December 22, 2009

Center of the World

 Photo: James Mustico
I know malls suck. There was a time in my life when I really cherished the mall, and shopping and those candy bins and giggling but I feel like that love died when I was 16 and I came out of Nordstroms to find a firetruck parked next to my truck which was altered considerably from the pristine state that I left it in (charred, windows smashed, wet and totaled). But I have had some good times in malls since my early teenage years:
Last Christmas when there was all that snow and Jocelyn and Alexa and Ben and I ran through a large portion of the Lloyd Center to catch the matinee of Australia, dodging people laden with bags and children with balloons tied to their wrists. There's something about running inside in crowded places. And when I came back from Japan and Heidi took me to Clackamas Town Center and we ate a Cinnabon and watched overweight people and people with wide-legged jeans and green hair and facial piercings eat Cinnabons as well and I realized that I was really back in the states.
But last night was the absolute best. Liz and I drove out to Cinetopia in Vancouver to see Avatar. I don't really know anything about this movie (something about blue people, aliens and James Cameron) but it's supposed to be three-dimensional and I've never actually seen a movie like that before. So I was excited. And then we got there and it was sold out and the next show at 8:30 only had the front row seats so we drove back to Portland, straight to the Lloyd Center in hopes of catching it there. And Liz kept trying to make me use her crazy phone with the touch screen and internet and ridiculous buttons everywhere, which was pretty unsuccessful, though we did make up some really nice songs about James Cameron.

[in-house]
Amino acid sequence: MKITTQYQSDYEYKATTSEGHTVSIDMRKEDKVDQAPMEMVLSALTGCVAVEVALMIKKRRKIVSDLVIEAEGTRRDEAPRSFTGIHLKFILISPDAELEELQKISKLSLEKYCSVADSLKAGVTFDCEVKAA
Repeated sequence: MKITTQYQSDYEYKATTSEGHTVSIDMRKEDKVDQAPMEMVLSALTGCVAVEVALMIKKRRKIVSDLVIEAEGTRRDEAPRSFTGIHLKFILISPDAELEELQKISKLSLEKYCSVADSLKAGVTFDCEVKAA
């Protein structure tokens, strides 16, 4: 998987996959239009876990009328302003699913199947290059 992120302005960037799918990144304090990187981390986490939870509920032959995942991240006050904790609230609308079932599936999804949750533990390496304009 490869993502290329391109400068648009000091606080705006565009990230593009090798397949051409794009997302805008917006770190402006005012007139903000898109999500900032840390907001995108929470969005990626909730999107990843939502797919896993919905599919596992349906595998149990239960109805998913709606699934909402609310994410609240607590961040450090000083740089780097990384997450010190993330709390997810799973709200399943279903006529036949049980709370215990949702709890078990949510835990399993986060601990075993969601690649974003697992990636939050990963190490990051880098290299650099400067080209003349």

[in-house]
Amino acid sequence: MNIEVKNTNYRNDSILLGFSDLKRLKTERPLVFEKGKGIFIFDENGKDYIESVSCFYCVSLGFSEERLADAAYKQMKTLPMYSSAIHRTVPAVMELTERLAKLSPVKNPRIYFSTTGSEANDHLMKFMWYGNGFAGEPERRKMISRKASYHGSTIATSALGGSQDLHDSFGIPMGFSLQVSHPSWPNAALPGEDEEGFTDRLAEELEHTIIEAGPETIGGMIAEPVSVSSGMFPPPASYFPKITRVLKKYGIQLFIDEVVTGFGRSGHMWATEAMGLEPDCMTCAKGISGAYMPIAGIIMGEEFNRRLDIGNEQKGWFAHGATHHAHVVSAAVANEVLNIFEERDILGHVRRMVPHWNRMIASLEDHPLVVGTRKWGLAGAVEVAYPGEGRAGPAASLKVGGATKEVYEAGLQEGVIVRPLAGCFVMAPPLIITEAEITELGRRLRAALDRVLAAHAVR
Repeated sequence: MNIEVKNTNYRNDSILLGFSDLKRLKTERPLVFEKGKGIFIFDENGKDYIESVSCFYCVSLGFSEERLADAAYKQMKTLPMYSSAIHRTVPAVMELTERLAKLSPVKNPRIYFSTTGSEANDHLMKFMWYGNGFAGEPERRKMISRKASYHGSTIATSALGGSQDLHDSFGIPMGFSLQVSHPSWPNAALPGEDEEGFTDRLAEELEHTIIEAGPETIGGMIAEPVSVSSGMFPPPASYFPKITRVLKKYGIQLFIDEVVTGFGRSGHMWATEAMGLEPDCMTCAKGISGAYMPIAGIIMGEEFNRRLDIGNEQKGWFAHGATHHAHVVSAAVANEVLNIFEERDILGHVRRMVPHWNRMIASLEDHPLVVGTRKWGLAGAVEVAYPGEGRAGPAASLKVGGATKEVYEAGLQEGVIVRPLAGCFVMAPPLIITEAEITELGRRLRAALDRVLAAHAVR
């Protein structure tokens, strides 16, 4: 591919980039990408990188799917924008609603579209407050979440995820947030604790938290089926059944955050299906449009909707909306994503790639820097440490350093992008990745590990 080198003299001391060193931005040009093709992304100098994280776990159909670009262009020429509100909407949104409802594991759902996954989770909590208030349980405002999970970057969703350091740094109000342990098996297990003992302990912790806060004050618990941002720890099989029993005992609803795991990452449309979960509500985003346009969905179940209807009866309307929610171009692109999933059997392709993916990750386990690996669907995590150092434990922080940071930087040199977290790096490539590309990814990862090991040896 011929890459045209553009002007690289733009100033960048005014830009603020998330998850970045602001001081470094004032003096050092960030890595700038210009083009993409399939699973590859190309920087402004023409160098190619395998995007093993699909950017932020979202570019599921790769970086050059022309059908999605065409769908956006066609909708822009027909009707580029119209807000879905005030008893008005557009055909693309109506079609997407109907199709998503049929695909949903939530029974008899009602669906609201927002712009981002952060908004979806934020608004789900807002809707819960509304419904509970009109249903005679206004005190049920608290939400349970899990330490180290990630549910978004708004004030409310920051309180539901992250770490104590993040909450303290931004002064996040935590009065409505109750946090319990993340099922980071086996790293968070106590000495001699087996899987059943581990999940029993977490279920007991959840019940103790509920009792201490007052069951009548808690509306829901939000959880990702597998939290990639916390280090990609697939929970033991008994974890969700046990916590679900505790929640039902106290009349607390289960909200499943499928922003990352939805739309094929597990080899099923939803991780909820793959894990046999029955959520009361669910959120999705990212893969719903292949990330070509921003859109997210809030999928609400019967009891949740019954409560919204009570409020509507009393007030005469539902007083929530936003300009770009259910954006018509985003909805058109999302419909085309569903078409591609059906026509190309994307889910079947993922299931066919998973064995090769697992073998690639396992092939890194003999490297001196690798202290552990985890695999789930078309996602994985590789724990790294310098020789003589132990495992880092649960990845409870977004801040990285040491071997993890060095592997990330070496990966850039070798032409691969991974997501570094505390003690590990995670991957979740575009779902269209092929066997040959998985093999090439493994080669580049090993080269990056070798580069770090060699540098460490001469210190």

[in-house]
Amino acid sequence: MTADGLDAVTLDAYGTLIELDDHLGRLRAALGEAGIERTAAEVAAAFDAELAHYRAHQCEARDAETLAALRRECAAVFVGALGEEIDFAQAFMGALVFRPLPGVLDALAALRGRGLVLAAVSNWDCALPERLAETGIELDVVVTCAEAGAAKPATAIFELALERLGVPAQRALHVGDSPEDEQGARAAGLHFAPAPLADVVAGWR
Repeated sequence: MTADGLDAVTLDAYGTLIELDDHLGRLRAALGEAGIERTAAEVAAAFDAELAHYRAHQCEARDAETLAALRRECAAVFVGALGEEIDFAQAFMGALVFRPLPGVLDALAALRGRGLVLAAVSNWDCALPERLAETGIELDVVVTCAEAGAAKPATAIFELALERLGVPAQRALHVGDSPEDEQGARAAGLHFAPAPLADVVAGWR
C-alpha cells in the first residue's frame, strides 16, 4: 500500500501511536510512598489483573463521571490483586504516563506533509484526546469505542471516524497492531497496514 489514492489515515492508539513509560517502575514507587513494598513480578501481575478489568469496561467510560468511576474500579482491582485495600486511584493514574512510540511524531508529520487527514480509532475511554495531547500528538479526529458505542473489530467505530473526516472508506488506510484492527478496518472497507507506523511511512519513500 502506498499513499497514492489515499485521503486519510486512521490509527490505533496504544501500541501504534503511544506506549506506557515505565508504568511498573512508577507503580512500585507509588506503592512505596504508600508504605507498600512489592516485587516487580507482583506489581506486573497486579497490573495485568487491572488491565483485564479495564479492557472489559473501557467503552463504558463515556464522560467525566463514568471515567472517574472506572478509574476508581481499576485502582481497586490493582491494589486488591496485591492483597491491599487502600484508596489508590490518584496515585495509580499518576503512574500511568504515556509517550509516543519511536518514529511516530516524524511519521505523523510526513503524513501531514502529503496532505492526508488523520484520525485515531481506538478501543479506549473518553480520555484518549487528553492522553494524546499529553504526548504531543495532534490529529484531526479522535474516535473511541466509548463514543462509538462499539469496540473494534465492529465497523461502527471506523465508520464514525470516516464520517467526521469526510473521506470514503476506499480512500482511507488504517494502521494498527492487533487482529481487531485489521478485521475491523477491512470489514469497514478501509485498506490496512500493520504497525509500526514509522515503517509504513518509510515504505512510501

And we ran into the Lloyd Center Theater and Liz asked if they had tickets for Avatar and this kid said, "Yes we do." And we both said, "Yes!" and gave each other this epic high-five and it echoed through the lobby and then she followed up with, "In 3-D?" And the answer to that was no. Huge letdown.
We could have, at that point, been utterly defeated. She could have given me a ride home and then I would have gone into my kitchen and microwaved some frozen vegetables and ate them while reading a crappy magazine and then I would have gone to bed.
But that's not what you do when challenged with adversity. I told her, "We are going to go to the Lloyd Center and we are going to watch the ice skaters." She responded to this with less than enthusiasm. "It will be amazing," I said. "It will be wonderful." She conceded and then we ran across the street and entered the mall and it was, of course, terrifying, she mentioned something about the weight of all humanity and then we were there at the rink, leaning over the barrier, laughing hysterically at these kids, falling, zipping around, slamming into walls, brothers in matching snowflake sweaters, middle-aged man with his hands in his pocket doing hockey stops and power pivots, all the bowed ankles, the amazing grunt-groans expelled when they hit the ice, enthusiastic parental support, and eventually suspicion as they noticed the two girls standing at the railing breathless with laughter, at times almost too weak to stand and that's when we left. Also because this guy was starting to vibe us as he zipped by with spin moves and come-hither stares. Liz muttered, "We've been spotted", and we ran out. And somehow in all of this I lost my blue glove.

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